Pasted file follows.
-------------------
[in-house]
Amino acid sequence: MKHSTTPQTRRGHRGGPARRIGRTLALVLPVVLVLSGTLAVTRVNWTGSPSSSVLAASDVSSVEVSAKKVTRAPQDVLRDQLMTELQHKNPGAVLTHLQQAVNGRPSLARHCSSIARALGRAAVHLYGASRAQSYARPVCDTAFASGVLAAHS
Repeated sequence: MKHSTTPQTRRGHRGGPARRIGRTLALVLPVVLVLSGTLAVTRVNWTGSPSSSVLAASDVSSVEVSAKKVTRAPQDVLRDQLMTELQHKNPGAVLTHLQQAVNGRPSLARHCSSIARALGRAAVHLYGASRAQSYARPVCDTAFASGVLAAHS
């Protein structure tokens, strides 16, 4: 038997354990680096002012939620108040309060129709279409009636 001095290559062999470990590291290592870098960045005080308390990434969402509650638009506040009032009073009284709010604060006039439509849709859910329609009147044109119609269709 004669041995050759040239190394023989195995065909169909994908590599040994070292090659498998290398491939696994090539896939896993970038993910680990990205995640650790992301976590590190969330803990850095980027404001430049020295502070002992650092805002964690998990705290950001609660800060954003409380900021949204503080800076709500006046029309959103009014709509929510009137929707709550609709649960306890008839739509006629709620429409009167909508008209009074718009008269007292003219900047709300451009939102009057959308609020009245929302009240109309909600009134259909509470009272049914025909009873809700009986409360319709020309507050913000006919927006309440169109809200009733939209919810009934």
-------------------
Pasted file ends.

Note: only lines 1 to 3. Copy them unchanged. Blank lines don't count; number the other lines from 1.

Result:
[in-house]
Amino acid sequence: MKHSTTPQTRRGHRGGPARRIGRTLALVLPVVLVLSGTLAVTRVNWTGSPSSSVLAASDVSSVEVSAKKVTRAPQDVLRDQLMTELQHKNPGAVLTHLQQAVNGRPSLARHCSSIARALGRAAVHLYGASRAQSYARPVCDTAFASGVLAAHS
Repeated sequence: MKHSTTPQTRRGHRGGPARRIGRTLALVLPVVLVLSGTLAVTRVNWTGSPSSSVLAASDVSSVEVSAKKVTRAPQDVLRDQLMTELQHKNPGAVLTHLQQAVNGRPSLARHCSSIARALGRAAVHLYGASRAQSYARPVCDTAFASGVLAAHS